15 MAY 2004, Page 76

Russian challenge

Giannandrea Poesio

Celebrating Diaghilev Royal Opera House

TI1e ballets originally staged between 909 and 1929 under the now legendary Ballets Russes label are a blessing for any dance company. Apart from the aura of magic that still lingers around them, these titles remain perfect examples of a vibrant interaction between dance, music and the fine arts. As such, they are among the few titles of the ballet repertoire to be regarded by conservative balletomanes and dance modernists as not strictly 'balletic' in its most negative sense (i.e. pink tutus, flying fairies, etc.). Add to this the fact that these works are not the copyrighted property of any money-spinning ballet trust, they do not require a cast of thousands and can stand out even without the likes of Vaslav Nijinsky and Tamara Karsavina and you have the ideal stuff to fill a fairly hasslefree, sell-out programme.

Alas, the supposed approachability of the Ballets Russes repertoire has often generated dubious tributes to the genius of Diaghilev, the impresario of the legendary company; no wonder that, in some dance circles, a 'Diaghilev evening' has become synonymous with an 'absolute turkey'.

Luckily, the new Royal Ballet programme Celebrating Diaghilev is not a complete turkey, though it is not a total winner either. The biggest mistake was to kick off with Frederick Ashton's 1951 version of Ravel's Daphnis et Chloe, which, despite being a classic of British choreography, has little in common with the artistic tenets of Diaghilev. It clashes with the rest of the chronologically ordered programme — Le Spectre de la rose (1911), L'Apres-midi d'un faune (1912) and Les Aroces (1923). And it is no use claiming that this is Ashton's reading of an original Ballets Russes work, for the alleged link is too far-fetched and arbitrary.

I also wish that a salient work such as Le Spectre de la rose had been staged with more historical care, for it came across as a hotchpotch of chronologically different performing practices and traditions. It is true that there is little original source material, but the numerous studies on the ballet provide the necessary hints for re-creating a more 'authentic' atmosphere than the one seen last Saturday. Indeed, had the general dancing been better, the evening's weaknesses would probably have been less evident. What I saw desperately needed a few more rehearsals to secure some unison in the corps de ballet and a more fluid correspondence between the music and the dancing.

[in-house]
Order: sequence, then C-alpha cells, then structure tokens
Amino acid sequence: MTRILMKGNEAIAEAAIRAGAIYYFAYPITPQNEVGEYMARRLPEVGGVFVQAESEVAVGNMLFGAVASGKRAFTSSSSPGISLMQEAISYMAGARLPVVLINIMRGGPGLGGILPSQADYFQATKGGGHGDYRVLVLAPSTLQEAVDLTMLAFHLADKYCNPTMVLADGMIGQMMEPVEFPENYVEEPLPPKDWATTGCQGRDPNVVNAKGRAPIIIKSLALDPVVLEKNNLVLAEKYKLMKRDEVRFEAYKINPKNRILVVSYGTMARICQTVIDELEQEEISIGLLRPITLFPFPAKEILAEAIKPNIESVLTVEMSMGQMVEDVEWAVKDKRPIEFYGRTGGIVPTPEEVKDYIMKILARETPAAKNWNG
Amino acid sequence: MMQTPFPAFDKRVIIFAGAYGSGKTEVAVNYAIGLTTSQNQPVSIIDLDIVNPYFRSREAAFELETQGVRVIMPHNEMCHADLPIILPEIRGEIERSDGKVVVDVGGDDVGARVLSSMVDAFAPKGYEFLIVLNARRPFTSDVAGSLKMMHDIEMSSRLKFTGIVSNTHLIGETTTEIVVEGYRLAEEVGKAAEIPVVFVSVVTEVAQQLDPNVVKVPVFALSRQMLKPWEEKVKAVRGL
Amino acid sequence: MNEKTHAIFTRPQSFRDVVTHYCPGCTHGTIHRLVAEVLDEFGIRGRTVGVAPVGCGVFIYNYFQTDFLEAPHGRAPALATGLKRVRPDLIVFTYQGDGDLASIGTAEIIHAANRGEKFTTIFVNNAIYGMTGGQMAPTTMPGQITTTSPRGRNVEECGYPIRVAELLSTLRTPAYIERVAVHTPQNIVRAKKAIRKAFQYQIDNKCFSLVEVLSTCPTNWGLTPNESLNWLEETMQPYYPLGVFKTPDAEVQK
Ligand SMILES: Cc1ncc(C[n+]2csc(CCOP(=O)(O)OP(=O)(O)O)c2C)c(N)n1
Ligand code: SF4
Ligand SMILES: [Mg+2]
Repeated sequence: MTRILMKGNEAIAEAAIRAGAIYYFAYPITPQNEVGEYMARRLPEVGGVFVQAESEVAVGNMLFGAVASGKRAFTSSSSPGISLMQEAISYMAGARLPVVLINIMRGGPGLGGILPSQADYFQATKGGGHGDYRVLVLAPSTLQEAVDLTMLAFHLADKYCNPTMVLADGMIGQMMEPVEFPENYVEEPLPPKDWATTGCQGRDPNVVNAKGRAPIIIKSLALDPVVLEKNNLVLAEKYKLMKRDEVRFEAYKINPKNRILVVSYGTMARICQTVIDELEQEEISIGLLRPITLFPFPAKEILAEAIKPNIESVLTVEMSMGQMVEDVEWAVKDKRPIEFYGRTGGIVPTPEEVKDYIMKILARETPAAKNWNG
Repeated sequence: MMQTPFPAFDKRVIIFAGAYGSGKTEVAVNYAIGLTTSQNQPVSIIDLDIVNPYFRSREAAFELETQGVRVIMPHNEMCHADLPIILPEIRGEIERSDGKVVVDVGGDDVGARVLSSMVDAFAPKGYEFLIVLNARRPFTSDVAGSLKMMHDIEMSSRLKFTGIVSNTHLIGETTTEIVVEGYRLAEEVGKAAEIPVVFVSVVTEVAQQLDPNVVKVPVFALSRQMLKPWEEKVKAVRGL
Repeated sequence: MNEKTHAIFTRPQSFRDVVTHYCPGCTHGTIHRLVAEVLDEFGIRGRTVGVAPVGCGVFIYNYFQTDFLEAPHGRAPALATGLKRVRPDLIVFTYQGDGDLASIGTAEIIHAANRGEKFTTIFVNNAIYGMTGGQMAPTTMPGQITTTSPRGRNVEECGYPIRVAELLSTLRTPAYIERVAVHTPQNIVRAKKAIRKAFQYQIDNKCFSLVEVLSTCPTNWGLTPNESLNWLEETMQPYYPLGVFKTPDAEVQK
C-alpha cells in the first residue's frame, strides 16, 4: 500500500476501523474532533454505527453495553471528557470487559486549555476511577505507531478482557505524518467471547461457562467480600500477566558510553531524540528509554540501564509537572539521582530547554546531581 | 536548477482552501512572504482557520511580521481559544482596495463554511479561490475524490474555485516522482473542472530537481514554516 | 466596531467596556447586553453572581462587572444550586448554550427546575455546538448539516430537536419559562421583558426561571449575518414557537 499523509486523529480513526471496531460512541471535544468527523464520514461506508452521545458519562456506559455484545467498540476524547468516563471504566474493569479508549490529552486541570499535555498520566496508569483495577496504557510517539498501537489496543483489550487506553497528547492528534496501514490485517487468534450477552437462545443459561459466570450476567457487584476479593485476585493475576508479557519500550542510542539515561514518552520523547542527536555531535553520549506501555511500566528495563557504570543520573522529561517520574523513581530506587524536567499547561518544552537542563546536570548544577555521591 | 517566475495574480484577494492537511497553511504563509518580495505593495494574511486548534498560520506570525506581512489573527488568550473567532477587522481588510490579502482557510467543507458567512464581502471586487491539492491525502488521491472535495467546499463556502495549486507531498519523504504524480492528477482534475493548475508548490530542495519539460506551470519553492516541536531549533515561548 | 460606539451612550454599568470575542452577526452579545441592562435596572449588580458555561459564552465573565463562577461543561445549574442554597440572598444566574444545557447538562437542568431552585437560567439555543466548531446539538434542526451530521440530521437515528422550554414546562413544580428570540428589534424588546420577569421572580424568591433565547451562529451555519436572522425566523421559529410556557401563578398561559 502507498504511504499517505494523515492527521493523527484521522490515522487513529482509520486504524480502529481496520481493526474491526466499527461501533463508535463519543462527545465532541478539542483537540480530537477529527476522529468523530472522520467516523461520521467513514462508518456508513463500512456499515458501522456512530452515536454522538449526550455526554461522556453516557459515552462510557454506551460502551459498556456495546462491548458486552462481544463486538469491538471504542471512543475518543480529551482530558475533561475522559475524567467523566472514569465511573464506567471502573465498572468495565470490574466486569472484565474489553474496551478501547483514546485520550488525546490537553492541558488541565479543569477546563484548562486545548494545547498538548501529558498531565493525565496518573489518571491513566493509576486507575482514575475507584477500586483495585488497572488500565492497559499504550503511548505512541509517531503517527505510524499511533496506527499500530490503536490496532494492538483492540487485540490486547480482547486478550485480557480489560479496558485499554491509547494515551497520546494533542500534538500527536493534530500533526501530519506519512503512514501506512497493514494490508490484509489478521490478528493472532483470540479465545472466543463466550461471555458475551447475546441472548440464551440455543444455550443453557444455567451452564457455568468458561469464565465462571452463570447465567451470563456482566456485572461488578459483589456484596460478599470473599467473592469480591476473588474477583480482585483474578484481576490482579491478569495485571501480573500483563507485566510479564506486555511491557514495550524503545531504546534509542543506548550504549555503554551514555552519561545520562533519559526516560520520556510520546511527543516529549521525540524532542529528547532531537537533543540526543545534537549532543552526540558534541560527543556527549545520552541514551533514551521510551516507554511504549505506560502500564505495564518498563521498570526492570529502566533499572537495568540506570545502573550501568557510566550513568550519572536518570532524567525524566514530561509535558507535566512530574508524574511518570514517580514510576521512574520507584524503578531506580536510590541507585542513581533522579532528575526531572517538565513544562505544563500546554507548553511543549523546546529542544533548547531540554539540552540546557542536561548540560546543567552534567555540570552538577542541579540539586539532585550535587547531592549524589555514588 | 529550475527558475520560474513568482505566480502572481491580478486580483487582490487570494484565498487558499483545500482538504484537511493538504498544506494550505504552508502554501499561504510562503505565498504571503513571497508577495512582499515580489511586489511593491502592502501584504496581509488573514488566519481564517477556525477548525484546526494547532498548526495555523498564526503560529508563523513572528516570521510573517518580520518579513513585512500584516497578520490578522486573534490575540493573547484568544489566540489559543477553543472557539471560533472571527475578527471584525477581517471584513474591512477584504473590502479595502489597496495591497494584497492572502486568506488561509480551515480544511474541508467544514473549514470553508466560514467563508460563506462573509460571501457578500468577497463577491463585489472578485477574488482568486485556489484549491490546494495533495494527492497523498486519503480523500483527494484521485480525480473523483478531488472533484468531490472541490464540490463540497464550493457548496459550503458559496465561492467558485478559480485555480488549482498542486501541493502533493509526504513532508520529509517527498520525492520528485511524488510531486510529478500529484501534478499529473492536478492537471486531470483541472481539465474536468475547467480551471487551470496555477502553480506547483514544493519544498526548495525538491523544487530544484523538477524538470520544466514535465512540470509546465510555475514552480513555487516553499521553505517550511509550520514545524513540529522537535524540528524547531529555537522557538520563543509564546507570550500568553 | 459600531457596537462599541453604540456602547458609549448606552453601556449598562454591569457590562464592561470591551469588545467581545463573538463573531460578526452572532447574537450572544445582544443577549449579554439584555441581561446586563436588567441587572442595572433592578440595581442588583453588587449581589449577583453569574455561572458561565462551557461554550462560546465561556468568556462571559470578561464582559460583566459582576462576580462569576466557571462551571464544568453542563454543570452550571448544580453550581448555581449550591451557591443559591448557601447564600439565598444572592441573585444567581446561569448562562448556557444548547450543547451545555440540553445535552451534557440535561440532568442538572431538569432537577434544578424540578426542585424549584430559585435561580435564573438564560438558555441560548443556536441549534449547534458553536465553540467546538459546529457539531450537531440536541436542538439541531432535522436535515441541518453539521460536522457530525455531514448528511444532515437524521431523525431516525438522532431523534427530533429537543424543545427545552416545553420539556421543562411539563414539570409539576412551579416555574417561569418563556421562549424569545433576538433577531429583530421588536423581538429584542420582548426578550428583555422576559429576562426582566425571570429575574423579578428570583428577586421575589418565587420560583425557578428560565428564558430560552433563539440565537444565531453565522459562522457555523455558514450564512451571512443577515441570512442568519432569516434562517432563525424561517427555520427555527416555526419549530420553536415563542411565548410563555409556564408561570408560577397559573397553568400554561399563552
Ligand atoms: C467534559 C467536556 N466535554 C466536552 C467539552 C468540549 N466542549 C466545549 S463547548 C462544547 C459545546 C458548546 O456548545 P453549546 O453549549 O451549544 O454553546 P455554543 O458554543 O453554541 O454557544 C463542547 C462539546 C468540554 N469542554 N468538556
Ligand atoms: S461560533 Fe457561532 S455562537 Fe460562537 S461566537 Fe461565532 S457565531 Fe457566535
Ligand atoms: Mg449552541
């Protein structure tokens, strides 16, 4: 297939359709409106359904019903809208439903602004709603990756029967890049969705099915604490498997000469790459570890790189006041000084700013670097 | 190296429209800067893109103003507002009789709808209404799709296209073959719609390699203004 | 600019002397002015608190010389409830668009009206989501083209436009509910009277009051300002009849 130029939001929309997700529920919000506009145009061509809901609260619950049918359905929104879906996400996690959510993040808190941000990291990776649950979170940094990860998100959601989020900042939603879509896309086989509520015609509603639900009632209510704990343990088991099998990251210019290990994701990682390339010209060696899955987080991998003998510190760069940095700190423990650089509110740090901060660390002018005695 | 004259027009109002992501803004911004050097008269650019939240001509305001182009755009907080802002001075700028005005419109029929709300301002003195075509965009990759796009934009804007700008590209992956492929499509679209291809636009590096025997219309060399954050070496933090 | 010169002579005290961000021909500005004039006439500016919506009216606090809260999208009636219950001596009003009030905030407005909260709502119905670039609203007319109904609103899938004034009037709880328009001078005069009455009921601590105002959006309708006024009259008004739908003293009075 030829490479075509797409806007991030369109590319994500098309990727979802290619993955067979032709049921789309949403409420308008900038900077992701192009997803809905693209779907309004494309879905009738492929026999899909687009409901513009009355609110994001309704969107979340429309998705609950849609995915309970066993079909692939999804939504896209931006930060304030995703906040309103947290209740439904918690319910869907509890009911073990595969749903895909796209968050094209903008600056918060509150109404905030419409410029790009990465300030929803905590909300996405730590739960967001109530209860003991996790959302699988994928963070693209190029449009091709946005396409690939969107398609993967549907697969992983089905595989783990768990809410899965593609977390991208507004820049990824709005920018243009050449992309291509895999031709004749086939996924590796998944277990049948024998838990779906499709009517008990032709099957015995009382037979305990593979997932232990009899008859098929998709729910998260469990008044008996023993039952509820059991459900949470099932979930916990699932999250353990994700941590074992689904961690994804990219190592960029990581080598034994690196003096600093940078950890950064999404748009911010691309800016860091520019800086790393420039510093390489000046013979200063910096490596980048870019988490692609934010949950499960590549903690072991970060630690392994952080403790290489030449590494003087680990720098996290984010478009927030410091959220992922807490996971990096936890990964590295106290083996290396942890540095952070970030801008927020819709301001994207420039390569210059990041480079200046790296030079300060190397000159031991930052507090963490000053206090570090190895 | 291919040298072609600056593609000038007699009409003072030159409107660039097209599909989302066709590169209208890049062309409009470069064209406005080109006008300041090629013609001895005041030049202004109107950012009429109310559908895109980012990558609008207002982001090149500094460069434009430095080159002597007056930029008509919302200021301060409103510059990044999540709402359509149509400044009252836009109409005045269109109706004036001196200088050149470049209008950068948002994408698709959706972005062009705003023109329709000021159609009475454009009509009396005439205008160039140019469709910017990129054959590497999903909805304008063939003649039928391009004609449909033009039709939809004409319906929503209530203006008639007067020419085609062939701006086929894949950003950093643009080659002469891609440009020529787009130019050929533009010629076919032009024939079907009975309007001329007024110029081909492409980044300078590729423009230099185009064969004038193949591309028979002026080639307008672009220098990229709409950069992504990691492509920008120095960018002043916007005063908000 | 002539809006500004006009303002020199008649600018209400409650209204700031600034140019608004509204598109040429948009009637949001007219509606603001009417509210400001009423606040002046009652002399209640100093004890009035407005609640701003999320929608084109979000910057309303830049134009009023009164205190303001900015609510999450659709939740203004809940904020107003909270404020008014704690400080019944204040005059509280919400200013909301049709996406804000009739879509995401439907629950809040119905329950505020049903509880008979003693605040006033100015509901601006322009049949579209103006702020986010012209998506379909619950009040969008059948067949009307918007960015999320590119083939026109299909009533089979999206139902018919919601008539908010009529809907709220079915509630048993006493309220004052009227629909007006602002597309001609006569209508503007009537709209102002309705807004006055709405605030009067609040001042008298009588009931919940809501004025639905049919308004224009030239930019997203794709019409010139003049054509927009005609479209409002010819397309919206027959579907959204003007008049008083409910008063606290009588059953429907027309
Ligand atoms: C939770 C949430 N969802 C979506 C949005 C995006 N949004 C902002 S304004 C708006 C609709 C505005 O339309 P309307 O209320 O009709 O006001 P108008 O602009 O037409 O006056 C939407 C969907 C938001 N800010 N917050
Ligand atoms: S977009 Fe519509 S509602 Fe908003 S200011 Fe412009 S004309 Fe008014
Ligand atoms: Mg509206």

In Daphnis et Chloe, moreover, the action was marred by what seemed to be a general lack of confidence in the choreographic text. The sole exceptions were the rather tarty and feisty Lykanion of Marianela Nunez and the rather over-thetop, silent-movie baddie of Thiago Soares as Dorkon. Jamie Tapper, as Chloe, did not engage with the gentle psychological and technical demands of the part while Federico BoneIli, as Daphnis, danced with élan but remained totally unmoved by what was going on around him.

Debatable casting also affected the two following items on the programme. Carlos Acosta is a great artist, and he proved his interpretative skills by his thoughtful tackling of the demanding role of the androgynous Spirit of the Rose in Le Spectre de la rose. His use of his arms — the work relies greatly on those fluid gestures — was exemplary. Yet his much-praised masculine prowess prevents him from being as ambiguous in the role as he should be. His technique, moreover, was below his usual standard on Saturday. Next to him, Laura Morera, replacing an injured Tamara Rojo, gave a fairly pedestrian rendition of the Young Girl, overlooking all the delicate psychological nuances of an otherwise technically undemanding role.